Energy harvesting materials for use in operating low power electronics have been an active area of interest for decades. Researchers introduced a methodology for determining the feasibility of in situ energy harvesting as a viable power source for a given low-power system and demonstrated that energy harvesting is an excellent way to extend the lifespan of low-power systems where power availability is the limiting factor. Although vibration harvesting has lower power density than solar and wind harvesting, it holds the advantages such as being less dependent on location, more self-contained, and largely maintenance free.
Energy harvesting materials are divided into three categories including piezoelectric, pyroelectric, and thermoelectric. Piezoelectric materials can transfer pressure force to electricity while thermoelectric and pyroelectric materials engender electricity by temperature gradient and alteration respectively.
Piezoelectric materials are one of the energy harvesting materials that can generate electricity during mechanical deformation and can be connected to an electrical load or storage device to harvest energy from mechanical vibrations. In other words, this kind of materials can transform mechanical energy such as pressure, vibration or force into electrical potential. Some properties of piezoelectric materials have made them vital in anthropogenic energy producing. Properties like high energy density, suitable electromechanical conversion efficiency, and their capability to be shaped as films, sheets and other flexible structures that can be incorporated unobtrusively into body wear further signify the importance of piezoelectric materials.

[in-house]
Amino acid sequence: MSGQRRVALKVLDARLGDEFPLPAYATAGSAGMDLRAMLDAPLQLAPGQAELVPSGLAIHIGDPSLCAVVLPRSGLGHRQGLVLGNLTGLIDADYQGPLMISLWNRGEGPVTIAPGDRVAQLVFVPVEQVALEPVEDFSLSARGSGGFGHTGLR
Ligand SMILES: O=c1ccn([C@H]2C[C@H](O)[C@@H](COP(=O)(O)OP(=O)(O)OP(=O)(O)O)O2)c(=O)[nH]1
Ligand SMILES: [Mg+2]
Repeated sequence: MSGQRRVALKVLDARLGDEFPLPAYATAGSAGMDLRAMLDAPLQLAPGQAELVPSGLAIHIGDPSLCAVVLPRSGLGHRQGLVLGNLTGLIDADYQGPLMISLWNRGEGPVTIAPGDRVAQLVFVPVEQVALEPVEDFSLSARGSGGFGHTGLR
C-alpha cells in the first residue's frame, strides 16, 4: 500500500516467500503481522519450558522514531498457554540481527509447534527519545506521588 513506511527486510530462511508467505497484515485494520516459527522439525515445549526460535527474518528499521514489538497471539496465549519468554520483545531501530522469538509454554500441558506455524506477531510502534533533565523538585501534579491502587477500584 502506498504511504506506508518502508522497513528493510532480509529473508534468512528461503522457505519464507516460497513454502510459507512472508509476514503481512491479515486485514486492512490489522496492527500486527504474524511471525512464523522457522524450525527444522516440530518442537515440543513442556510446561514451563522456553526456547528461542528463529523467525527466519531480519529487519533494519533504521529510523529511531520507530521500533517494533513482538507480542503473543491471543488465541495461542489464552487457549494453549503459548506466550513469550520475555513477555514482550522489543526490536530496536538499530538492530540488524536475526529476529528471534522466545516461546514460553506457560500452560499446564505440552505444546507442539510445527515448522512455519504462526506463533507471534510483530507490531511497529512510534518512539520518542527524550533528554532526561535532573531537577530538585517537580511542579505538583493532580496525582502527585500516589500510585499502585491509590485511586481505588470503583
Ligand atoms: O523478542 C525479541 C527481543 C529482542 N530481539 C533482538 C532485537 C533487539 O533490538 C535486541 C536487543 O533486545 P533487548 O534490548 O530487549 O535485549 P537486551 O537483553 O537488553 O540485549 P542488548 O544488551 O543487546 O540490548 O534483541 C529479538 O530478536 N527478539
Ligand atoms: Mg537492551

Thermoelectric materials are designed to be used in road transport, cars and lorries which will result in significant fuel savings. In 2009, Volkswagen reported that the thermoelectric generator of their prototype car produced 600W from crossing along a highway. The energy saving for their experiment was 5%, which is expected to be improved until now. Bahk et al. reviewed recent advances in the development of flexible thermoelectric materials and devices for wearable human body-heat energy harvesting applications. They identified that organic materials have shown great potential to be excellent thermoelectric materials for these applications with their own advantages in addition to very low thermal conductivity, i.e. flexibility, light weight, material abundance, and low-cost manufacturing. Also for sufficient power generation above 100 mW, a mm-level thickness of thermoelectric materials and a large device size are required.
It is proved that some crystals can be naturally electrically polarized by temperature change. This phenomenon is known as pyroelectricity. The primary advantage of thermoelectric energy conversion techniques is that these devices only require a steady state temperature gradient to operate and consequently possess no moving parts that can limit device reliability and life. The potential of these materials in transforming thermal wavering into electrical power has been less explored.
Patents in thermoelectric energy harvesting technology have been being published since 1900 (even before this year), hence, this technology is considered the oldest. After which, piezoelectric and pyroelectric energy harvesting technologies initiated publishing patents. The former started in 1961 and the latter started in 1965. Moreover, the publication trends for these technologies have been progressively increasing where in recent years their figures are elevating exponentially (after 1990). This remarkable elevation in the publication trends could be due to several factors namely energy crisis which caused the inevitability of working on renewable energies, need for self-powered systems, the advent of printed electronic especially wearable smart devices (WSDs) and so on.